Experts give safety advice after massive search at Tyler State Park brought autistic teen home

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TYLER, Texas (KETK) – More than 1,000 encompass the Tyler State Park, and between the trees and trails, getting lost is possible.

“Typically it’s going to happen just a couple times a year, and it’s usually not to that extent. Maybe an hour at most before we’ve found that missing person,” said Sara DePaepe with the Tyler State Park.

However, that wasn’t the case when 17-year old Kevin Wilcklifffe who went missing for nearly seven hours Sunday night. After a massive overnight search, led by several first responders and dozens of volunteers, Kevin was found and is safely home.

Part of the reason he was found so quickly, is because of the quick response of the park and law enforcement teams.

“We have staff that know these trails like the back of their hand and they’ve been here a long time, so typically we can predict almost where people are going to go, ” said DePaepe.

After the park was notified of Kevin’s disappearance, they immediately contacted local law enforcement, and a command center was formed. That’s when more than 85 volunteers scoured the area looking for him.

After an extensive search, Kevin was found less than 10 minutes away from where he went missing.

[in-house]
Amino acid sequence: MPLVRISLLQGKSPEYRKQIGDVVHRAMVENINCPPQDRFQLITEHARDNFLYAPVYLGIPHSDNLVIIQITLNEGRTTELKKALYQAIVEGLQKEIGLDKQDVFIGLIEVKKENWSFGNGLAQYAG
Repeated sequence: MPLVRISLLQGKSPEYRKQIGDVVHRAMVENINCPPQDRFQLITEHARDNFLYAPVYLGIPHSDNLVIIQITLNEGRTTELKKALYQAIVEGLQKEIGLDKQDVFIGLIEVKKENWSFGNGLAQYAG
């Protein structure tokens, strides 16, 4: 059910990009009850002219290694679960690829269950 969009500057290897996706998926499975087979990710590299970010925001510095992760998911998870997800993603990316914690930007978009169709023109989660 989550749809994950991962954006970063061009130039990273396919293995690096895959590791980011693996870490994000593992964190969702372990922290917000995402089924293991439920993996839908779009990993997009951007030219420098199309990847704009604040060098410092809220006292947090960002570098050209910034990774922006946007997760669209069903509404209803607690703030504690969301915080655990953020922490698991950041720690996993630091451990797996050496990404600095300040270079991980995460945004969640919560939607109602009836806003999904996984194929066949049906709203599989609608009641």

Experts say when trying to find a missing person, time can be critical, especially when they have a medical condition like Kevin who has Autism.

“About 50 percent of individuals with Autism might be affected with a high-risk behavior such as wondering,” said Rachel Massey, Program Manager with the Andrews Center in Tyler.

Rachel Massey works with Children on the spectrum every day and says straying away is very common.

“We see it quite a bit, even a parent whose very on top of their child, very secure with them, that risks still exist,” said Massey.

According to the National Autism Association, 49% of people with Autism often wander away, but experts with Andrew’s Center points to devices that can help bring that number down.

“I always tell families to look into different GPS trackers, and there are different versions of it, there are some that go on the wrist on the shoes because if you have a child that’s sensitive they may not wear it all the time,” explained Massey.

Every person with Autism is different and unique, but both law enforcement and the community are happy prayers were answered that Kevin was safely found and able to return home to his family.

Copyright 2020 Nexstar Broadcasting, Inc. All rights reserved. This material may not be published, broadcast, rewritten, or redistributed.

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